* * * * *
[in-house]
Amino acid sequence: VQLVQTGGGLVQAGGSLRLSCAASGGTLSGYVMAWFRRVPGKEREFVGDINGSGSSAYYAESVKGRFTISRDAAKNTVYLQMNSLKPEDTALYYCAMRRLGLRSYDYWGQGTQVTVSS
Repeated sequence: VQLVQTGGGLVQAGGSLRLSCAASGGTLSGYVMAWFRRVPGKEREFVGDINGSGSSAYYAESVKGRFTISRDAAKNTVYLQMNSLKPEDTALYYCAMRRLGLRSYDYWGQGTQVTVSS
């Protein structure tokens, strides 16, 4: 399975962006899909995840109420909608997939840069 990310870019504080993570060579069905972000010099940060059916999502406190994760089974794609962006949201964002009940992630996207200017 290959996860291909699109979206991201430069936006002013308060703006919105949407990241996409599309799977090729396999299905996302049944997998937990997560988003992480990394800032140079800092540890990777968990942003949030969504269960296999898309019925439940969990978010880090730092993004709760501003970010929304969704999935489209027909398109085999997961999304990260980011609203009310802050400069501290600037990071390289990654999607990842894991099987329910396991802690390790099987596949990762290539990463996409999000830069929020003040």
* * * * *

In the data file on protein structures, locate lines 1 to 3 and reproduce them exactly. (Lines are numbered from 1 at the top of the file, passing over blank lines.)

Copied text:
[in-house]
Amino acid sequence: VQLVQTGGGLVQAGGSLRLSCAASGGTLSGYVMAWFRRVPGKEREFVGDINGSGSSAYYAESVKGRFTISRDAAKNTVYLQMNSLKPEDTALYYCAMRRLGLRSYDYWGQGTQVTVSS
Repeated sequence: VQLVQTGGGLVQAGGSLRLSCAASGGTLSGYVMAWFRRVPGKEREFVGDINGSGSSAYYAESVKGRFTISRDAAKNTVYLQMNSLKPEDTALYYCAMRRLGLRSYDYWGQGTQVTVSS